Great characters, but I had a hard time getting into the relationship of Carter and Hattie.
Elliot Ratzman
Apr 13, 2012 Elliot Ratzman rated it it was ok  ·  review of another edition
Recommends it for: book clubs
Shelves: book-club
Set in a vaguely New England town around 2001, this novel centers around retired schoolteacher and Confucian descendent Hattie Kong and her attempt to heal the lives of her small-town neighbors. Her new neighbors are Cambodian, suffering from the trauma of genocide, gangs and culture shock. The daughter falls in with an Evangelical Church, the father with ghosts from the past and the son with violence. Clint Eastwood’s “get off my lawn” this is not, but rather a gentle drama of miscommunication ...more
Jo
Nov 03, 2013 Jo rated it really liked it  ·  review of another edition
I loved the main character, Hattie. My first read of this author but I will remedy that quickly.

Romana Vysatova

In three previous novels and a book of short fiction, Gish Jen draped her characters’ troubles in a mood of antic good humor, then gradually allowed those troubles to reveal themselves. In “Typical American,” readers came to understand, through Jen’s adroit storytelling, the disappointments beneath the resilience of the Chinese immigrants Ralph and Helen Chang; in “Mona in the Promised
...more
K. Lincoln
Feb 23, 2011 K. Lincoln rated it really liked it  ·  review of another edition
Hattie Kong, a half-american, half-chinese retired teacher in a small Vermont town, has just lost her husband and best friend to cancer.

She's adrift in her own life, hearing the voices of her loved ones, and then bang, a Cambodian refugee family moves into a trailer next door and an Evangelical Friend leaves her husband of 37 years.

These two, seemingly unrelated events, set off a series of encounters between various members of the Cambodian Family and the inhabitants of the town, revealing race
...more
Marvin
May 27, 2012 Marvin rated it liked it  ·  review of another edition
Shelves: religion
This rich novel deserves, I fear, a better reader than me. Set apparently somewhere in the American Northwest, it's the story of a retired laboratory scientist/schoolteacher's encounter with a Cambodian immigrant family, particularly the troubled teenaged daughter, who is torn between our heroine's tender, open care and the proselytizing fervor of a woman who gets her involved in an evangelical church. There are a number of rich side stories as well (including the renewal of our heroine's troubl ...more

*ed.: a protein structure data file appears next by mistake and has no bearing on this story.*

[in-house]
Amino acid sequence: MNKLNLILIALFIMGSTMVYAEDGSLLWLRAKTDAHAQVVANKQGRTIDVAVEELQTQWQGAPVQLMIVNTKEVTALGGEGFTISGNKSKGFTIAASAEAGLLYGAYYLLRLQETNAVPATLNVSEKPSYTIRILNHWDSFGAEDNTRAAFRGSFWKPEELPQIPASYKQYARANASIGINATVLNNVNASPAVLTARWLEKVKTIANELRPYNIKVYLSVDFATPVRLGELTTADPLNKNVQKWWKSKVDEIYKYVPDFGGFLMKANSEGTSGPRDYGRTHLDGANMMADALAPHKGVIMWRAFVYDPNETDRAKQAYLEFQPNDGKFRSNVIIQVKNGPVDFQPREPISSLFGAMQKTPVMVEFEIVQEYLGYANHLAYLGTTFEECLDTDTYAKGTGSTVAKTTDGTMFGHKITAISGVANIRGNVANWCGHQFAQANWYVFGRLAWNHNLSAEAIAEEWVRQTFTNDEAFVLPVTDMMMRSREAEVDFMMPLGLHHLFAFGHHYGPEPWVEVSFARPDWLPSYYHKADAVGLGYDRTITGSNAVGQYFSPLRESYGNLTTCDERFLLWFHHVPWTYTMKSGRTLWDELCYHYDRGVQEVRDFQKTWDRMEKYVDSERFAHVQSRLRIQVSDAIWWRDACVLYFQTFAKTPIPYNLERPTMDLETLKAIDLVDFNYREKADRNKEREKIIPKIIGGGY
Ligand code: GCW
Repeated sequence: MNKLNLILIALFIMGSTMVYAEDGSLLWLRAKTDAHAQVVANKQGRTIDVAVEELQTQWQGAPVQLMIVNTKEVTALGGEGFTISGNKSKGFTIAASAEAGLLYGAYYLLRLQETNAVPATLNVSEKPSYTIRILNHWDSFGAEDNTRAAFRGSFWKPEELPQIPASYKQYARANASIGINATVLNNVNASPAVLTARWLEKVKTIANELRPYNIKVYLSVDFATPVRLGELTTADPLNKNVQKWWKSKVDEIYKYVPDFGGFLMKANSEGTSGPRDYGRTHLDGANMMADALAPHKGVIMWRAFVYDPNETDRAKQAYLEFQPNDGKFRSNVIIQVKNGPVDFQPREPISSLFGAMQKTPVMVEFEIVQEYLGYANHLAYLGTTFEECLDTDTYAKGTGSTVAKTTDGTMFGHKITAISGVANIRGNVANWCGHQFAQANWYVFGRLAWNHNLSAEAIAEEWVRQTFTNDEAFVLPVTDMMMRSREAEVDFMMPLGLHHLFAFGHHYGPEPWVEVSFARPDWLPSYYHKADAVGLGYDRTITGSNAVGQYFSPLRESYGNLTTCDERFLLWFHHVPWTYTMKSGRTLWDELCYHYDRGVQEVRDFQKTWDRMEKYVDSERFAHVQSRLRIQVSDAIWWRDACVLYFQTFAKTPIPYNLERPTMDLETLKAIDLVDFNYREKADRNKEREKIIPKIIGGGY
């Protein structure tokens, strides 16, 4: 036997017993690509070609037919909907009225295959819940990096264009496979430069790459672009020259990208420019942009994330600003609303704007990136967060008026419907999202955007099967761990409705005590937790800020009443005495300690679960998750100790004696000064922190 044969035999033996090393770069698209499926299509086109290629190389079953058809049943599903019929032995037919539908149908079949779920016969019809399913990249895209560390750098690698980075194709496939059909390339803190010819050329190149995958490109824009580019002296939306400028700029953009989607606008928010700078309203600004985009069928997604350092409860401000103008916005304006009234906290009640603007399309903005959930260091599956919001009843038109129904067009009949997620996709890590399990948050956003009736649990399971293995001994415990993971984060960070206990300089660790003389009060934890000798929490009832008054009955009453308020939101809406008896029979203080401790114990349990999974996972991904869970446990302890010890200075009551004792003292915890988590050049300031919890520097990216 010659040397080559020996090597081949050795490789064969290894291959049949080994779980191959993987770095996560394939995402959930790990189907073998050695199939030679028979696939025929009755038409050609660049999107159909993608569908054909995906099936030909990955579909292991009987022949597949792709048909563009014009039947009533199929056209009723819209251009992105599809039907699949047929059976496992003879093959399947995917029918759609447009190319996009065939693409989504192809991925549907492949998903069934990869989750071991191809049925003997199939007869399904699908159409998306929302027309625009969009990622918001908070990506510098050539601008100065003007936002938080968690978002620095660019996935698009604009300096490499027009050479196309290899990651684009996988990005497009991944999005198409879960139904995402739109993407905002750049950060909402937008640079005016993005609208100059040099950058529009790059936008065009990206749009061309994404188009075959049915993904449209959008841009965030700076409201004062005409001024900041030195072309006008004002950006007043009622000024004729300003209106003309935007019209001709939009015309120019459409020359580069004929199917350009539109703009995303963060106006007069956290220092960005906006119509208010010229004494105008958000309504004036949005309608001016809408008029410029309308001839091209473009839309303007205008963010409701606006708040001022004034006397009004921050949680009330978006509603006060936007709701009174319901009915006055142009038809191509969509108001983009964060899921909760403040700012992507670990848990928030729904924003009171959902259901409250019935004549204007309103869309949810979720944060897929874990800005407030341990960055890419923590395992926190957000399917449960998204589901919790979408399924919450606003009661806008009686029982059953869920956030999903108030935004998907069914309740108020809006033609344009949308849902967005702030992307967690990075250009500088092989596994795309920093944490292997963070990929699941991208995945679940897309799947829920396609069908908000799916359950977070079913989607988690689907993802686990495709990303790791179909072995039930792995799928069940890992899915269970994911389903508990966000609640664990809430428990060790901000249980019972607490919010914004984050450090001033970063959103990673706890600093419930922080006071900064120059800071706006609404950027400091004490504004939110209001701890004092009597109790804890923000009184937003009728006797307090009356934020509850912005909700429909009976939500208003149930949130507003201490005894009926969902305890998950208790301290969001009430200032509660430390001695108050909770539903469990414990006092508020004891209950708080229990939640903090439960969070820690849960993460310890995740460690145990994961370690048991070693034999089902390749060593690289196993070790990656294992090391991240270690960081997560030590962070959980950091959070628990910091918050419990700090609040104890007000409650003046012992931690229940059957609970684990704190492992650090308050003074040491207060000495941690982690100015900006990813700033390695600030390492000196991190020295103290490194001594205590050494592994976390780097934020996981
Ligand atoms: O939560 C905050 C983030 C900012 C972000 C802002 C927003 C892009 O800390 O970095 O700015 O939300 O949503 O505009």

Devon
Oct 28, 2012 Devon rated it really liked it  ·  review of another edition
I was very disappointed when I was assigned this book for one of my English classes because it's almost 500 pages long. I thought there would be no way I'd finish it in two weeks, on top of my other school work, but it flew by. I've read some of Gish Jen's short stories and liked them, but World And Town was my favorite work of hers that I've read so far. By the time I finished the book, I was thinking that it could have used another 100 pages or so to really satisfy me with the ending of the jo ...more
Mintzis
Sep 15, 2013 Mintzis rated it it was ok  ·  review of another edition
Gish gen captures the American Asian experience, but there are too many side stories to make the experience cohesive. The book starts with Hattie Kong, an aging Chinese American, with her issues of belonging and underlying issues of a woman aging. When the Cambodians move next door, another far eastern experience comes center stage. The book is further muddied by an ongoing conversation hattie has with relatives in hong kong about moving her parents' (one chinese, one american) bones to china to ...more
Carola
Jan 30, 2015 Carola rated it really liked it  ·  review of another edition
Recommended to Carola by: Jan Merrill
It took me a while to get used to the narrator's voice changing to show the perspective of different characters (especially the "teen-speak"), but about a third of the way through this book I started to like it more and more. There is so much material for so many discussions in here. I particularly like the running theme of spirituality. Gish Jen portrays the characters different religious beliefs with the complexity that makes them seem real. Another well-drawn picture is the relationship betwe ...more
Michelle
Mar 21, 2011 Michelle rated it it was ok
Recommended to Michelle by: bookmarks magazine
Shelves: 2011
This book was a good story. I listened to an audio version. The story was of the day to day happenings of a middle aged Chinese widow, her Cambodian refuge neighbors, and the return of her first love to the small town in which she lives.

The story was interesting and kept my attention for the most part, but there were some boring inter-reflections of a couple of the characters that seemed tedius.

I did LOL on several occassions.

One problem I had was with the production of the audio. I don't know
...more
West Hartford Public Library Hartford
What a wonderful story of community and what it means to belong. Hattie Kong,a Chinese- American woman, recently retired from teaching and even more recently widowed, finds herself engaged with her new neighbors, immigrants from Cambodia. In helping them adjust to their new home, she comes to terms with her own past, her loves, her losses and her sense of identity.
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Gish Jen grew up in New York, where she spoke more Yiddish than Chinese. She has been featured in a PBS American Masters program on the American novel. Her distinctions also include a National Endowment for the Arts fellowship, a Guggenheim fellowship, a Fulbright fellowship, and a Radcliffe Institute fellowship. She was awarded a Lannan Literary Prize in 1999 and received a Harold and Mildred Str ...more